If the Consultative Committee decides to reopen contact professions under the strict new protocols including a 30-minute time limit per client, many hairdressers fear that it will not be workable for them.
As Prime Minister Alexander De Croo said in the House, the safety protocols for hairdressers, if they can reopen, will be considerably stricter than they were before. In an advice note to the authorities, the GEMS experts reportedly recommended a time limit of 30 minutes per client, according to local media.
However, such a limit is “not manageable at all,” according to Charles-Antoine Huybrechts, present of the Febelhair hairdressers association. “That time limit was never mentioned in our talks with the ministers, and never in our talks with the GEMS.”
“If we have to keep to it, then colouring and many other treatments are not possible,” he told Het Nieuwsblad. “Then we will open at a loss, and it would be absurd not to just remain closed. Opening requires an investment, but you just cannot do it this way.”
While hairdressers were initially relieved to have received some perspective by the previous Consultative Committee meeting, they now state that almost everything takes longer than 30 minutes.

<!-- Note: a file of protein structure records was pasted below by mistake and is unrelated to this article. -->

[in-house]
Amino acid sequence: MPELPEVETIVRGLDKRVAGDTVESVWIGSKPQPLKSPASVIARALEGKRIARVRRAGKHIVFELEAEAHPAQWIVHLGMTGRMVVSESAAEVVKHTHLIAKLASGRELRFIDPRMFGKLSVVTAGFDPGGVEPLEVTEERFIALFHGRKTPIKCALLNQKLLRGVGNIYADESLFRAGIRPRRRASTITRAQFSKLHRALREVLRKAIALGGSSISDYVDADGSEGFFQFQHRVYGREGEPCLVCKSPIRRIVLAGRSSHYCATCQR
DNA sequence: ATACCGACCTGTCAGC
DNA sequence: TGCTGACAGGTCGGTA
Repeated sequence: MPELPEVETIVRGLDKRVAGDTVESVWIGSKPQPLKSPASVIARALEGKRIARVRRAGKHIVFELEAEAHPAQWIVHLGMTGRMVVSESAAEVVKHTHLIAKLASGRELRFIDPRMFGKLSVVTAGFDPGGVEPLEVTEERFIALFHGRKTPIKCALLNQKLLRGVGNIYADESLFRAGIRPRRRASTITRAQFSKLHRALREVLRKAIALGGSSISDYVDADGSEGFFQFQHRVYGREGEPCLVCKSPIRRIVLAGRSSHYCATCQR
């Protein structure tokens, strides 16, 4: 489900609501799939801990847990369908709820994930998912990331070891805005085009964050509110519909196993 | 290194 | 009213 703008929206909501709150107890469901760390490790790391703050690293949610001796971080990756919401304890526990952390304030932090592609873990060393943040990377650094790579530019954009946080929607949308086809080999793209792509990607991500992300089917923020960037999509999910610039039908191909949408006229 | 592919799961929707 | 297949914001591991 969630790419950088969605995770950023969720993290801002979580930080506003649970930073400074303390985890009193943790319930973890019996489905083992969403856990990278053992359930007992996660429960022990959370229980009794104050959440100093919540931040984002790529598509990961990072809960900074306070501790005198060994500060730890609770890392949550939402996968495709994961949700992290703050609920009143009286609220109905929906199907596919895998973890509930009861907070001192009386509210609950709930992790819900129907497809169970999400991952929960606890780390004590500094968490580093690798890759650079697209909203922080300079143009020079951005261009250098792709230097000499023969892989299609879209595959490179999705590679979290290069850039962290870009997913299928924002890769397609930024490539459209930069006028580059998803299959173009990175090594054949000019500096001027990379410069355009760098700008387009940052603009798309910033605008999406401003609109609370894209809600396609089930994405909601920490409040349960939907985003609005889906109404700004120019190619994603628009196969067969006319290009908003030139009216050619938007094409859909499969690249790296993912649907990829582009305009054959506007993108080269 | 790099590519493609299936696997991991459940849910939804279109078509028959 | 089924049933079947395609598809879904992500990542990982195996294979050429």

“I agree that, in these times, things have to be done a bit faster, but in half an hour, you cannot even properly dry your hair after cutting it,” Huybrechts said.
He added that for most men, half an hour is usually enough, but that women’s hair usually takes a lot more work. “This rule devalues our profession,” he added.
Additionally, Huybrechts stressed that most hairdressers would be able to come up with original solutions to make sure safety measures are respected as much as possible.
“However, at the moment, they are in a period of uncertainty that is too great for them to do so,” he said. “They do not dare to think about the future too much.”
Other proposed measures, such as only allowing one client per 10 square metres or hairdressers wearing FFP2 masks, are manageable for most salons, according to Huybrechts.
“Most people are eager to get back to work, but the idea is to open in a financially viable way,” he said. “We argue that there should still be support measures, and that those who find it safer not to open should also continue to receive compensation.”
The Brussels Times